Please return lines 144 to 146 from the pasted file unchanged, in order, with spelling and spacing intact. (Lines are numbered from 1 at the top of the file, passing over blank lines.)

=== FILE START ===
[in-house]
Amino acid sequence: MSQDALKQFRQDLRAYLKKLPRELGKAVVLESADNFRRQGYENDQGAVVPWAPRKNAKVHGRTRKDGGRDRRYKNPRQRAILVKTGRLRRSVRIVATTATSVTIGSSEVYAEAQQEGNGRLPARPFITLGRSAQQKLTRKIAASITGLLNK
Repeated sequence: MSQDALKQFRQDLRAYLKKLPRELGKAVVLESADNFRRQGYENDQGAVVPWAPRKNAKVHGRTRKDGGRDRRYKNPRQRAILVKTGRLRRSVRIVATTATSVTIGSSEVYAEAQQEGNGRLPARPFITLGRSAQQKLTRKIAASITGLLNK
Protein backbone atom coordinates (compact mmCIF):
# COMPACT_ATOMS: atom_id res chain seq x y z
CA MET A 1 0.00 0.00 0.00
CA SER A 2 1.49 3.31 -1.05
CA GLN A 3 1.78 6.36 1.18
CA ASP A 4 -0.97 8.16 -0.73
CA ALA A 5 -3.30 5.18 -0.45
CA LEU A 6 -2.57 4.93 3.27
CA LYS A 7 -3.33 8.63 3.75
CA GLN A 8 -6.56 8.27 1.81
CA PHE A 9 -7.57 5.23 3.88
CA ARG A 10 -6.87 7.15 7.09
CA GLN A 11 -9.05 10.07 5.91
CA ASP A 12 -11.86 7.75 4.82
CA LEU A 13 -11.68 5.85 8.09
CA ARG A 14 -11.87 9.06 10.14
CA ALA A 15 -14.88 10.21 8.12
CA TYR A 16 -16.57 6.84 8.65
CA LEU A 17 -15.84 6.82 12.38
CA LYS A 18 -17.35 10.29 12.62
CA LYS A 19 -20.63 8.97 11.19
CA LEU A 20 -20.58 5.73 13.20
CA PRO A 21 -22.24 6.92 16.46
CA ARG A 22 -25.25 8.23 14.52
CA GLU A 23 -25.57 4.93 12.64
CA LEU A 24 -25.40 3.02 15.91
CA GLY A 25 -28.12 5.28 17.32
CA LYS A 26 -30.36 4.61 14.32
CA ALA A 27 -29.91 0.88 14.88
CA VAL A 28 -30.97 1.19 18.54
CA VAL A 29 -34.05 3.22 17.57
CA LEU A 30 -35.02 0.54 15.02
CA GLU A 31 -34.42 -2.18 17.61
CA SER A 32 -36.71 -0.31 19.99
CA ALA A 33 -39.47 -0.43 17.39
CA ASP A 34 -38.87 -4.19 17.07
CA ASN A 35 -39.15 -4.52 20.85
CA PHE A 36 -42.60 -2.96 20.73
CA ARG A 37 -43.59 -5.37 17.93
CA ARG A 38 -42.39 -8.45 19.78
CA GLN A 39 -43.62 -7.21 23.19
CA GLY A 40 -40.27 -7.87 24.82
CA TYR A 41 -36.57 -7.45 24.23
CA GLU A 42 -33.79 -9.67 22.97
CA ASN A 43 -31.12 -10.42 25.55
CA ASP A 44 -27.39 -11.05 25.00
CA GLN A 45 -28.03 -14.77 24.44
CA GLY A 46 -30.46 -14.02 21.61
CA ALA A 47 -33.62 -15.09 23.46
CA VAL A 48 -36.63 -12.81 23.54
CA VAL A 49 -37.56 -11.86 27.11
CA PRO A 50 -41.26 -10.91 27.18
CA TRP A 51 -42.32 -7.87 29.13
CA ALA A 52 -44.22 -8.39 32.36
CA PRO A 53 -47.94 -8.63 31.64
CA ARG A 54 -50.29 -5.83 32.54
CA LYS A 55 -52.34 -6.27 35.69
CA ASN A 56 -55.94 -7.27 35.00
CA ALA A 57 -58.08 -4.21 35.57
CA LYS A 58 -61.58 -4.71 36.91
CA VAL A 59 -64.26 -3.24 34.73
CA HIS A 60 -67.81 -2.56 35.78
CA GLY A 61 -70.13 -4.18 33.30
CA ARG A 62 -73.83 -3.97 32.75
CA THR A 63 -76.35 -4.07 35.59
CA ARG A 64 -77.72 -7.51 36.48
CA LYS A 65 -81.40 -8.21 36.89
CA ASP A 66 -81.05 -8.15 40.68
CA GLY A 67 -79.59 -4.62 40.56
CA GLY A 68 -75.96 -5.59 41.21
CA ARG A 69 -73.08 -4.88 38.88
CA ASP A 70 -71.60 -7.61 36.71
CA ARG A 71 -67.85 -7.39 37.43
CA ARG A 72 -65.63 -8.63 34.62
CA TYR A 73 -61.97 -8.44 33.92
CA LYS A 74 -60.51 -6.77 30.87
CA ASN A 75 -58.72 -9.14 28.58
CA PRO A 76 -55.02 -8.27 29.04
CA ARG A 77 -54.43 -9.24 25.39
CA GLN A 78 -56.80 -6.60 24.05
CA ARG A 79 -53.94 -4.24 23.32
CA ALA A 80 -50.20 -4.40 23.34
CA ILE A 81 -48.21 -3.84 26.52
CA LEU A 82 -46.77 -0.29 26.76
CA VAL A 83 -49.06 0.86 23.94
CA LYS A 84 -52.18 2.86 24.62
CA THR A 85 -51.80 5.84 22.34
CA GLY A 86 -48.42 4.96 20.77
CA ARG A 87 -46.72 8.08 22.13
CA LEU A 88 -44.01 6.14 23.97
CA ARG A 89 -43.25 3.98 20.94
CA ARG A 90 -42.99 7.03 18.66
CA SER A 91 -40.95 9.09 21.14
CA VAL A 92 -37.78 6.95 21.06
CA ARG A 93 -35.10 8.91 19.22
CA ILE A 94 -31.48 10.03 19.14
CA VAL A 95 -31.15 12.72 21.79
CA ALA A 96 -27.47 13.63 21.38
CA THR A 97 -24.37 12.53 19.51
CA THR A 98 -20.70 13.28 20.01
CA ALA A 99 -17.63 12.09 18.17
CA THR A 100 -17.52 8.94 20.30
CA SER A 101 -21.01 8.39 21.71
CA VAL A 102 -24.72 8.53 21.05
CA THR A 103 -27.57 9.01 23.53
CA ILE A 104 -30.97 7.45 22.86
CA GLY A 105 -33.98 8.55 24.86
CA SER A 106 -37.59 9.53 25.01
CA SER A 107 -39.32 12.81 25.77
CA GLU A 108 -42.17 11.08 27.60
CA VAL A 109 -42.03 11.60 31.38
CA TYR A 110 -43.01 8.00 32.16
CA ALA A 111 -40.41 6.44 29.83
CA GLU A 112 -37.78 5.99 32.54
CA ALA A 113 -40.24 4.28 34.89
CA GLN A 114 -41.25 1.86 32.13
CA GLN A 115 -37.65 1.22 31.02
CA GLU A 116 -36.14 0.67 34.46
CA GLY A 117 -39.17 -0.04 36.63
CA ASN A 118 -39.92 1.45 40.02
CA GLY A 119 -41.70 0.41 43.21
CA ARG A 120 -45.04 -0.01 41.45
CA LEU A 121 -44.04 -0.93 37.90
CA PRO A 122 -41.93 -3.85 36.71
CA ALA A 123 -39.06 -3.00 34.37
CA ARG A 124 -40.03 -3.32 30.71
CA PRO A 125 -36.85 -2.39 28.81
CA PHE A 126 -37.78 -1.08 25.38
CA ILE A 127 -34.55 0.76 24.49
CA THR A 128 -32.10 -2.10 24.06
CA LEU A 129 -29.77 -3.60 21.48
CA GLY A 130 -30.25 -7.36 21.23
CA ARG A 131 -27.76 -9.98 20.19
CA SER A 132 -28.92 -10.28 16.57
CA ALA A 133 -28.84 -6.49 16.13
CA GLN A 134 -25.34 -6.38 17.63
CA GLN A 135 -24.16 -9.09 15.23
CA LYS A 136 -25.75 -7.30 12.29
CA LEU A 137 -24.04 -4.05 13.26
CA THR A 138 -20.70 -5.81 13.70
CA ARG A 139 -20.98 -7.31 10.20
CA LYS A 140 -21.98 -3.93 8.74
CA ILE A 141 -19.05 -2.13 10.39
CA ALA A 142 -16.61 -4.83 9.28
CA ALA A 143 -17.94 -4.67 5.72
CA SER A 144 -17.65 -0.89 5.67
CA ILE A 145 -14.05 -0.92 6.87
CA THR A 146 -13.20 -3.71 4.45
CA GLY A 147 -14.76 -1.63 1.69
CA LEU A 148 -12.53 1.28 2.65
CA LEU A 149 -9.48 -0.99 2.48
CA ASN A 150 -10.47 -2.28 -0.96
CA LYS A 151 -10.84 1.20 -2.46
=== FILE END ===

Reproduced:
CA ARG A 139 -20.98 -7.31 10.20
CA LYS A 140 -21.98 -3.93 8.74
CA ILE A 141 -19.05 -2.13 10.39